National League: New York Mets (100-62) - First World Series
American League: Baltimore Orioles (109-53) - Second World Series (Won in 1966)
The Summer of '69 was the middle of a great sports year for New York sports fans. The Jets had gotten things started, upsetting the Baltimore Colts in the Super Bowl behind a guarantee by Broadway Joe. That fall, the Knicks started a season that ended with an NBA championship coming to Madison Square. But before all of that could happen, New York had to make room for the Miracle Mets.
For the first seven years of their existence, the only miracle the Mets performed seemed to be whenever they somehow won a game. No expansion team ever started so poorly, and the ineptitude of those early Mets became fodder for baseball jokes for a generation. But something clicked in 1969. They had a great, young pitching staff, anchored by 24-year-old future Hall of Famer Tom Seaver. They had an outstanding defense, one that would save countless runs for their young pitchers.
As for the offense, well, manager Gil Hodges did what he could. Making liberal use of the platoon system that former Yankee - and Met - manager Casey Stengel had perfected in the 1950s, Hodges somehow found a way for his team to score enough to stay in the NL East race. In mid-August, it all came together, and the Mets ended the season on a 38-11 run to storm past the Cubs and into the playoffs. After easily beating Atlanta in the NLCS, the former punchlines were suddenly in the World Series.
Though the Mets had won 100 games during the season, they were heavy underdogs against the 109-win Orioles. Don Buford led off the series for the Orioles with a home run off Seaver, and Baltimore cruised to an easy win in Game 1, a game that was supposed to be just the first of four straight Baltimore wins. After all, this team was even better than the one that had swept the Dodgers three years earlier, and these Mets weren't nearly as good as those Dodgers. Right?
Well ... Jerry Koosman took a no-hitter into the seventh inning in Game 2 before finally giving up two hits that tied the game. But the Mets bounced back, getting three straight two-out singles in the top of the ninth to take the lead, then holding their breath as Ron Taylor got Brooks Robinson to ground out with two on to end the game. Not only did the Mets have their win to avoid the sweep, but they had gotten a road win. They could now win the series without having to go back to Baltimore.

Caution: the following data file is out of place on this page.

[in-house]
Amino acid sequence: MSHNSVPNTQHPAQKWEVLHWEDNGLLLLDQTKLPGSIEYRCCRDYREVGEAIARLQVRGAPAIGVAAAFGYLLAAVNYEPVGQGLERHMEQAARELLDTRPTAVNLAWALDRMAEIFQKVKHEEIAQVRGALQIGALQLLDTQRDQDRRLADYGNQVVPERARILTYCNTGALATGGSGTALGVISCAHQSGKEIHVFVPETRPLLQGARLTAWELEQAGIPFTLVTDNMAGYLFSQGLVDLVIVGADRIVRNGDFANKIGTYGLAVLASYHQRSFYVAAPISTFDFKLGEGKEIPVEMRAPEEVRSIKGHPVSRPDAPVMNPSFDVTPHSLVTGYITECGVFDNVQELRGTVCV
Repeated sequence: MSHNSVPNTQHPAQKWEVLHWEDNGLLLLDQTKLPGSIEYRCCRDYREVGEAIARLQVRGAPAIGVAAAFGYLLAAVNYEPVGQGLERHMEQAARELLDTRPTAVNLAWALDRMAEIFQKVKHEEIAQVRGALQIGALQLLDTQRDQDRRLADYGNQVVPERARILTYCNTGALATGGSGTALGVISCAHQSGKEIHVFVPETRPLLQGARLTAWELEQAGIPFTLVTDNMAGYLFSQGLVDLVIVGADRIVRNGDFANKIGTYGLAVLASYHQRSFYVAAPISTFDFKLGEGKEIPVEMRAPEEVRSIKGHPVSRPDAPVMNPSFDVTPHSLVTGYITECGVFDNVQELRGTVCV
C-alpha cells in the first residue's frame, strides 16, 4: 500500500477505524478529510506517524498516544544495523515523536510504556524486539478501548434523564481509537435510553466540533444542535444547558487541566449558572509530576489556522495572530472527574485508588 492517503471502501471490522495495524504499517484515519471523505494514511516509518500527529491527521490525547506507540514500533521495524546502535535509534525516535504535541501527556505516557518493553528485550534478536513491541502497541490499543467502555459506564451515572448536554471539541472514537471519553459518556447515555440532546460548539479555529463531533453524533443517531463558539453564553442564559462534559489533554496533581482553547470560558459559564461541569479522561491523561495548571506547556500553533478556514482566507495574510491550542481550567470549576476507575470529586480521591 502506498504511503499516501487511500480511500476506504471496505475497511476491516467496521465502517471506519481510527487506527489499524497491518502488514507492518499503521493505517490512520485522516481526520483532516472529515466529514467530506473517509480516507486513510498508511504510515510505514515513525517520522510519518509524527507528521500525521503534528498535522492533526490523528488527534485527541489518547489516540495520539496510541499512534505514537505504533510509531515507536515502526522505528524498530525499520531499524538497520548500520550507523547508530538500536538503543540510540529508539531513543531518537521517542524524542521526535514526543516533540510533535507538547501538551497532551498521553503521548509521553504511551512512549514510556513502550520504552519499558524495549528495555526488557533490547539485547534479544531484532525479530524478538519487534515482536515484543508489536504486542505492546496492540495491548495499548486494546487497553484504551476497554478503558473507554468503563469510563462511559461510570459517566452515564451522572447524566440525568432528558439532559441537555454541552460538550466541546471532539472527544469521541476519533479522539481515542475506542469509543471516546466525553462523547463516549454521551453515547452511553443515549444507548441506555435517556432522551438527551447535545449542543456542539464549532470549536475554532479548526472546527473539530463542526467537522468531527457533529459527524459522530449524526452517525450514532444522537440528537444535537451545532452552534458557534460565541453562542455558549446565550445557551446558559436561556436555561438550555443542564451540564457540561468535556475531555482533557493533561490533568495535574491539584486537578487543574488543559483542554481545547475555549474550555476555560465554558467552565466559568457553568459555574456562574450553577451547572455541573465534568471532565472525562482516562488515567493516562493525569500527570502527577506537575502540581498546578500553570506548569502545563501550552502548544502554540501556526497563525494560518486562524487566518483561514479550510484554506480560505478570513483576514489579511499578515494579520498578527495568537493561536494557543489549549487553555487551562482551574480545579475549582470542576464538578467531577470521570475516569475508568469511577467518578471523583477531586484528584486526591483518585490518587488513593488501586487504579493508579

With the series possibly in the balance in Game 3, Mets centerfielder Tommie Agee took over, putting together one of the greatest all-around games in World Series history. His first-inning home run was just the start. With the Mets up 3-0 in the fourth and two runners on, Baltimore's Ellie Hendricks blasted one deep into the left-center gap. Agee ran the ball down just before crashing into the wall to save two runs. Then in the seventh, Gary Gentry walked three straight Orioles with two outs. 24-year-old Nolan Ryan came in to face Paul Blair. Blair hit a low line drive to right center field that looked dangerous, but Agee came out of nowhere to make a diving, sprawling catch. Agee had saved five runs with his glove and added another run with his bat, the major player in New York's 5-0 victory.
After Agee's heroics, the Mets were on cloud nine. Their fans believed, and probably most importantly, they believed in themselves. After winning a 10-inning thriller in Game 4, they fell behind 3-0 in Game 5. Donn Clendenon hit a two-run home run in the sixth to make it 3-2, and Al Weis tied it with a home run in the seventh. Then in the eighth, Ron Swoboda's double gave the Mets the lead. Three outs later, left fielder Cleon Jones closed his glove on the final out, and the Mets started celebrating. The fans were on the field before the Mets could even escape to the clubhouse. Liquor stores around Queens sold out of their supply of champagne within 10 minutes of the final pitch. It was all to celebrate one of the most improbable championships in baseball history.
It wasn't easy to score in Game 4. Clendenon homered in the second inning, but that was all the offense New York could manage off Mike Cuellar. But that single run was enough for Seaver until the ninth inning, when a sacrifice fly by Robinson tied the game. The Mets couldn't push a run across in the bottom of the ninth, and Seaver held back a Baltimore rally in the top of the 10th, bringing the game to the bottom of the 10th. Jerry Grote led off the inning with a short double to left field, and after an intentional walk, J.C. Martin came up with instructions to bunt. He laid down a good one in front of the plate, and reliever Pete Richert had only one play. As he threw to first, his throw hit Martin and sailed off into right field, allowing Grote to score the game-winning run. Baltimore argued - correctly - that Martin was running inside the baseline and should have been called out, but the umpires weren't moved. The call stood,
There were Mets with betting hitting numbers than Clendenon. There were pitchers who made convincing arguments that they could have been MVP. But Clendenon won the award with three swings of the bat. He homered in Games 2, 4, and 5, but it was more than just the home runs. All three home runs opened the scoring for the Mets, kick-starting their offense just when they needed it.
(Home team shaded; winners in Bold)
|New York||1||2||5||2 (10)||5|
I'm ranking all the World Series, from worst to best. Here are the ones I've done so far:
32. 1969 - New York (N) def. Baltimore (A) 4-1
33. 1935 - Detroit (A) def. Chicago (N) 4-2
34. 1934 - St. Louis (N) def. Detroit (A) 4-3
35. 1964 - St. Louis (N) def. New York (A) 4-3
36. 2003 - Florida (N) def. New York (A) 4-2
37. 1977 - New York (A) def. Los Angeles (N) 4-2
38. 1996 - New York (A) def. Atlanta (N) 4-2
39. 1921 - New York (N) def. New York (A) 5-3